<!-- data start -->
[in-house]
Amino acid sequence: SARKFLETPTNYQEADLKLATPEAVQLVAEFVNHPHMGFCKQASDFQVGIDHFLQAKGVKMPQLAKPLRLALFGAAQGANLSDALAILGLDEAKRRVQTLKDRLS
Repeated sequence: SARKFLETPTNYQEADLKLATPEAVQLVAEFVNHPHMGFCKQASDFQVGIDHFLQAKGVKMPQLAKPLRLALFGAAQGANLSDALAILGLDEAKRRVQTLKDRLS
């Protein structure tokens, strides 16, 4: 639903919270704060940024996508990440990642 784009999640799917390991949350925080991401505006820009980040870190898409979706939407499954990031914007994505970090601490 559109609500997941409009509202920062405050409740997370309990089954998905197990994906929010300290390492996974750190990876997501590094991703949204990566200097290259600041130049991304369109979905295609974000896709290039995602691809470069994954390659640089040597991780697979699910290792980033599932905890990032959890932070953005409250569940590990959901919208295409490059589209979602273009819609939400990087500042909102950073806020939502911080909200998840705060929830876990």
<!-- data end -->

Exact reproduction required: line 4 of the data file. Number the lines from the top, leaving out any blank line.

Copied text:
């Protein structure tokens, strides 16, 4: 639903919270704060940024996508990440990642 784009999640799917390991949350925080991401505006820009980040870190898409979706939407499954990031914007994505970090601490 559109609500997941409009509202920062405050409740997370309990089954998905197990994906929010300290390492996974750190990876997501590094991703949204990566200097290259600041130049991304369109979905295609974000896709290039995602691809470069994954390659640089040597991780697979699910290792980033599932905890990032959890932070953005409250569940590990959901919208295409490059589209979602273009819609939400990087500042909102950073806020939502911080909200998840705060929830876990």